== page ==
Publication: Monitor Volume: 6 Issue: 140

On July 17, after a week of haggling, the conciliation commission set up to reconcile differences between the upper and lower houses of the Russian parliament reached agreement on President Vladimir Putin’s controversial plan to reform the Federation Council.

The commission was formed after the State Duma approved Putin’s bill with large majorities in all three readings, only to see the law vetoed by the Federation Council five days later. Initially, the omens were not auspicious: The governors tried to use the commission not to negotiate a compromise with the Duma but to cut a deal between themselves and the president. They wanted to scuttle not only Putin’s plans for the upper chamber, but all three laws in his “federal packet.” As well as reforming the upper chamber by stripping the governors of ex officio membership, the president was seeking the power to remove regional governors from office and to dissolve regional legislatures; to sweeten the pill, he offered to allow governors to dismiss the mayors of towns and cities in their regions (Izvestia, Vremya novosti, July 10).

At first, all the sides did was exchange ultimatums. The Federation Council threatened that, should the conciliation commission fail to reach a compromise favorable to the governors, the upper house would refuse to approve the draft federal budget project for 2001. The Duma representatives responded with warnings that the lower house could at any moment decide to override the upper chamber’s veto and vote through Putin’s original, “tough” version of the law (Russian agencies, ORT, July 11; Kommersant, July 12).

On July 14, the commission declared that it was abandoning its attempts to reach a settlement (Russian agencies, July 14). But, though the closed-door negotiations seemed to have run into a brick wall, they resumed on July 17.

Battle raged around three issues of particular concern to the governors. First, the Federation Council demanded a “soft turnover” of its members: The governors wanted to remain members of parliament until their gubernatorial terms expired and only then to give way to their successors. Putin’s original draft had called for each region to be represented in the upper chamber by two representatives: one nominated by the governor and approved by the regional legislature, the other elected from among candidates nominated by the speaker of the regional legislature. Under the original plan, the new Federation Council was to be in place as of February 1, 2001. The governors were unwilling to have to clear their candidates for Federation Council membership with the regional legislatures: Their second demand, therefore, was that they should retain the sole right to nominate the regional representatives. Third, the governors demanded to retain the right, which Putin’s original draft denied them, to recall the regional representatives from the upper chamber.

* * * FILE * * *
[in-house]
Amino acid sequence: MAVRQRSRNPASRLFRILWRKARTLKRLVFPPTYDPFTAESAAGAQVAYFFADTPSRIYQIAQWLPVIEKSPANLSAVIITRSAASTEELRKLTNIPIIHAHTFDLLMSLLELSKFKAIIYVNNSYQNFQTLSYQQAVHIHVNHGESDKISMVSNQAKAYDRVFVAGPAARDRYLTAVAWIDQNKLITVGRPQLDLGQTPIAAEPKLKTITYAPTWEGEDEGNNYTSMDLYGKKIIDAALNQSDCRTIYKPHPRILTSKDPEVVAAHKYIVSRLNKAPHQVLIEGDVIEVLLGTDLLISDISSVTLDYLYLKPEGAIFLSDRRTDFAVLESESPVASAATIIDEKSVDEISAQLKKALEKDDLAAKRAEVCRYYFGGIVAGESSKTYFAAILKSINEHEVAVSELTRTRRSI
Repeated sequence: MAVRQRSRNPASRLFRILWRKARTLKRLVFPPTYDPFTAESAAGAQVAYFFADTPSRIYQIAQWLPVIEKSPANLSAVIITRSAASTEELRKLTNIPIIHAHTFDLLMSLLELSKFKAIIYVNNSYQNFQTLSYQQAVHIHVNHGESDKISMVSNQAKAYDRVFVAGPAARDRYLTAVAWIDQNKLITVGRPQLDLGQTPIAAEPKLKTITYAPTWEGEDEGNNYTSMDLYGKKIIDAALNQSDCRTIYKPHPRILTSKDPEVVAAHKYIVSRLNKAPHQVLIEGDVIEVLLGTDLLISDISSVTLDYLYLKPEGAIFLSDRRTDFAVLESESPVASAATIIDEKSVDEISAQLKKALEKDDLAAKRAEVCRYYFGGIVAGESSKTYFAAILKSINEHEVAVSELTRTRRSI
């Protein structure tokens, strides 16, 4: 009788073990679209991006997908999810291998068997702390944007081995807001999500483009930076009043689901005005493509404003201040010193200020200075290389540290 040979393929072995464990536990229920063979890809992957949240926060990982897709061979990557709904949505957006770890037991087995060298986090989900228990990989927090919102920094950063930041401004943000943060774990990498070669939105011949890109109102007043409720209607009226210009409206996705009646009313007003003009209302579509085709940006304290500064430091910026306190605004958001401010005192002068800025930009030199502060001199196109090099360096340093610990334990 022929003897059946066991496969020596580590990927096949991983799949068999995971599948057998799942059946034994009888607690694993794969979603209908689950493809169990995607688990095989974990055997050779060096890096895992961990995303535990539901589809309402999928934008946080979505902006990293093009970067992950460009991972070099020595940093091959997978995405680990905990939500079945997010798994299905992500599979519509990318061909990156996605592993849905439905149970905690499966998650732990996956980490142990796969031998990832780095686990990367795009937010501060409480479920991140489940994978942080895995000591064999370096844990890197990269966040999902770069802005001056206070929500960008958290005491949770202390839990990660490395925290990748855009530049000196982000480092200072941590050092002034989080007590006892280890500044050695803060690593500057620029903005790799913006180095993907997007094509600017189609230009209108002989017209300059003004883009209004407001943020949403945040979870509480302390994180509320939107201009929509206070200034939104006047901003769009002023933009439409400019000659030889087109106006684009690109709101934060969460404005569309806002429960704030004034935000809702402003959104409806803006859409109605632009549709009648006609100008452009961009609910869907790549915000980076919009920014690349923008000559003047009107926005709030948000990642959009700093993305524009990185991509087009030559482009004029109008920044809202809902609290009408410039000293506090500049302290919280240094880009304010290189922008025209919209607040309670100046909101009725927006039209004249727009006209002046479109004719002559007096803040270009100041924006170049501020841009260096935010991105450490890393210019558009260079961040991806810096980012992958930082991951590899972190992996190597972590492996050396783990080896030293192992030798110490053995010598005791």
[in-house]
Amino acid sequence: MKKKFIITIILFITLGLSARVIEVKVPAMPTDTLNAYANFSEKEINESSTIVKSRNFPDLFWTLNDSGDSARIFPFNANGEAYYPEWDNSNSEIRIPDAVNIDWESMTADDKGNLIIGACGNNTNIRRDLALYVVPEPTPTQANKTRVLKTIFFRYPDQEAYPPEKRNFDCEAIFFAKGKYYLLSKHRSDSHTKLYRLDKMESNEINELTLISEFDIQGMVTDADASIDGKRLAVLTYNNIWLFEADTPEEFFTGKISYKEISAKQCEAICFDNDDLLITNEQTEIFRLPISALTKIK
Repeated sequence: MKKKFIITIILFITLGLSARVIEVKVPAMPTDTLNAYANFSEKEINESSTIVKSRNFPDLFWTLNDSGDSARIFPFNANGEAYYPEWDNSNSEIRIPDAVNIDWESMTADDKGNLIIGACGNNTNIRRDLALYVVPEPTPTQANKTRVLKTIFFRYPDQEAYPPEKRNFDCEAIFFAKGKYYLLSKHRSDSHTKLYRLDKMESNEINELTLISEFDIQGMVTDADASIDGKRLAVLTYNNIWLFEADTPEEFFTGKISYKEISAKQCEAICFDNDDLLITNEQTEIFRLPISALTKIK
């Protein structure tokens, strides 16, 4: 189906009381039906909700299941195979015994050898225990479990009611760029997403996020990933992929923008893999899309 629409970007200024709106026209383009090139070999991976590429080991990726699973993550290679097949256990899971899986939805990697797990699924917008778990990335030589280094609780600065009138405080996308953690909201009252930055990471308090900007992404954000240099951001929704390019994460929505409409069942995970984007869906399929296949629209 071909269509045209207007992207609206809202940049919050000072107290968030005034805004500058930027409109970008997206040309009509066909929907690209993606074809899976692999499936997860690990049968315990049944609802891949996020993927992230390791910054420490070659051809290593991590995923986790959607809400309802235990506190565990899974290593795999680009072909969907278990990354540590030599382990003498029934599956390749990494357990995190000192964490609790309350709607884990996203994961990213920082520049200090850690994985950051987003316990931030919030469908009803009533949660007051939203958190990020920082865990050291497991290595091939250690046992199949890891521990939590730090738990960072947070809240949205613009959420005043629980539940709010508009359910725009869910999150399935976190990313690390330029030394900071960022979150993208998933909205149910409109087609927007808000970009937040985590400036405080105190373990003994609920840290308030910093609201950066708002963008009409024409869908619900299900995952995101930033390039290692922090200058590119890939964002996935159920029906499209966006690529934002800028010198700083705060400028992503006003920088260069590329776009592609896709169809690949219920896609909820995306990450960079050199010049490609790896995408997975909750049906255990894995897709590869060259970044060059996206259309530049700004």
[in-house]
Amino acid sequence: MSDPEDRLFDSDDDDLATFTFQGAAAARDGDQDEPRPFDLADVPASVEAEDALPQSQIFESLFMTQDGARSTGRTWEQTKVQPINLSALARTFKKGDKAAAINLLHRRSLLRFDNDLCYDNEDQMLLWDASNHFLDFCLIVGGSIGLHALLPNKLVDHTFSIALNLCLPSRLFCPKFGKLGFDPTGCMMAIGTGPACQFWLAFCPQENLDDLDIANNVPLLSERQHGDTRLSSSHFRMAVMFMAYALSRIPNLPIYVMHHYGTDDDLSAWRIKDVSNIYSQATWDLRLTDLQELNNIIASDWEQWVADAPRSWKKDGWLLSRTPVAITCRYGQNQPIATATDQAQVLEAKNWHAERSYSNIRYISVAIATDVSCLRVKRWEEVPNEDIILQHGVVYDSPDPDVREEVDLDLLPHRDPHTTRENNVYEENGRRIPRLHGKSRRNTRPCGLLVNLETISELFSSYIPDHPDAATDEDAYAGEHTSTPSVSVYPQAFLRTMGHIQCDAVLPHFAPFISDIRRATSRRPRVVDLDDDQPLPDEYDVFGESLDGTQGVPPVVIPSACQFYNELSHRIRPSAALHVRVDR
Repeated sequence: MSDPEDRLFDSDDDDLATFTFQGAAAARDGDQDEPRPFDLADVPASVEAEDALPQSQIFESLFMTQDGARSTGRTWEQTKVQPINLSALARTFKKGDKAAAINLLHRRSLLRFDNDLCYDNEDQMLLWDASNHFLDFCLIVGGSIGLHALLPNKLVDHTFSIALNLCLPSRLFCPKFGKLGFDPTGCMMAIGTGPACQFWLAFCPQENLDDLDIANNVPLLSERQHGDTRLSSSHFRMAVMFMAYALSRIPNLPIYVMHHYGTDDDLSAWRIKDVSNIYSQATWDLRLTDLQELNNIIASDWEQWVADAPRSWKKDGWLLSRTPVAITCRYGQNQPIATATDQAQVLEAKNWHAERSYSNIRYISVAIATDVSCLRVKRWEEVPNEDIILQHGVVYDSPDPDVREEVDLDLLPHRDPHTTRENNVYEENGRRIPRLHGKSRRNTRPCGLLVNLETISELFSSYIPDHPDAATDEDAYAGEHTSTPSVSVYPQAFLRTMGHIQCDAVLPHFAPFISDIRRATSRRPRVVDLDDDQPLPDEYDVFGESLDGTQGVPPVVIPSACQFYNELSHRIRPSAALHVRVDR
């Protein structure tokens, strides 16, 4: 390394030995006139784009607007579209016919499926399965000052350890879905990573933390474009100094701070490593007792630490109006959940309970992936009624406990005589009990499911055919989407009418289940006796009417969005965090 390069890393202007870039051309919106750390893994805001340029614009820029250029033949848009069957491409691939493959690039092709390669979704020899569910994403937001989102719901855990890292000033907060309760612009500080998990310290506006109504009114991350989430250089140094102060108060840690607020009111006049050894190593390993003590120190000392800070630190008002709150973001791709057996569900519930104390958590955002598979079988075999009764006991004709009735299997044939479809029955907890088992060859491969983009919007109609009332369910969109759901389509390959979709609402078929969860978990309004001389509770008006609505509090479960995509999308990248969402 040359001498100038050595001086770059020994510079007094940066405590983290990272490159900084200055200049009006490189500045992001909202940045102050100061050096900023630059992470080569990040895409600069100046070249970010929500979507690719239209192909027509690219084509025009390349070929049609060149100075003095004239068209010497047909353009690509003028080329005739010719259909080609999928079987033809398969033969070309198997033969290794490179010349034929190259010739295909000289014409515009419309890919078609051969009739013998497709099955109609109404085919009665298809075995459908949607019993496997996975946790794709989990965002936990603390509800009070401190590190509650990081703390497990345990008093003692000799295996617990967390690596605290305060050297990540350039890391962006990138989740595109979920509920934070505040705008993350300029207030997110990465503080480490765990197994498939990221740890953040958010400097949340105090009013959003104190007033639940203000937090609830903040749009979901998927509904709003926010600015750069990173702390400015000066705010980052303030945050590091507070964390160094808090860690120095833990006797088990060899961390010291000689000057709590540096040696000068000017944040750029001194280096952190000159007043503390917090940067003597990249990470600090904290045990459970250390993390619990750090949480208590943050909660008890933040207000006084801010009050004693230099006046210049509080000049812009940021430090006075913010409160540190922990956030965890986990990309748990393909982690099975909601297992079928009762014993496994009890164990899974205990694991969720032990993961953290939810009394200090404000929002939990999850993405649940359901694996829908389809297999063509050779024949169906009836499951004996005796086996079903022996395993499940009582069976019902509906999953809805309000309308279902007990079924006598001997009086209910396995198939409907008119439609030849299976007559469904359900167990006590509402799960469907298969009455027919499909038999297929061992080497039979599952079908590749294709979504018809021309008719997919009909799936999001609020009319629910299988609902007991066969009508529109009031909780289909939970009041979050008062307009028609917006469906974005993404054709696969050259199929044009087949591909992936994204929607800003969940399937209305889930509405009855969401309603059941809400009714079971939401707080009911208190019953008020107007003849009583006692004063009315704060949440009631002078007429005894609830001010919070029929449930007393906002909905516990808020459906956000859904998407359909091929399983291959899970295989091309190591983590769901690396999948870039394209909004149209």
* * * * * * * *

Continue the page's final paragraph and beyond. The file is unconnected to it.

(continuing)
Eventually, the governors were persuaded to drop their demand that the entire law be withdrawn, in return for which the Duma quickly agreed that the governors should have the right to nominate their representatives to the Federation Council, and that this could be blocked only by a two-thirds majority of the regional legislature (Russian agencies, July 12). Agreement was also reached over a “soft turnover” of Federation Council members: the new Federation Council is now to be in place by January 1, 2002 (Russian agencies, July 13). The final sticking point was the governors’ demand that they should have the right to recall their regional representatives from the Federation Council, and here too a compromise was finally reached. The governors are to have the right to dismiss regional representatives as long as their decision is backed by a two-thirds majority of the regional legislature (Russian agencies, July 17.

In all, the parties agreed to thirteen amendments. The law as proposed by Putin has been softened in the governors’ favor. They have secured a grandfathering solution with which they seem to be content. In the long run, however, they have suffered a defeat. Putin will have to wait longer than he anticipated, but he seems to have got, for the most part, the reform of parliament he wanted. The Duma is set to vote on the new version of the bill today (July 19).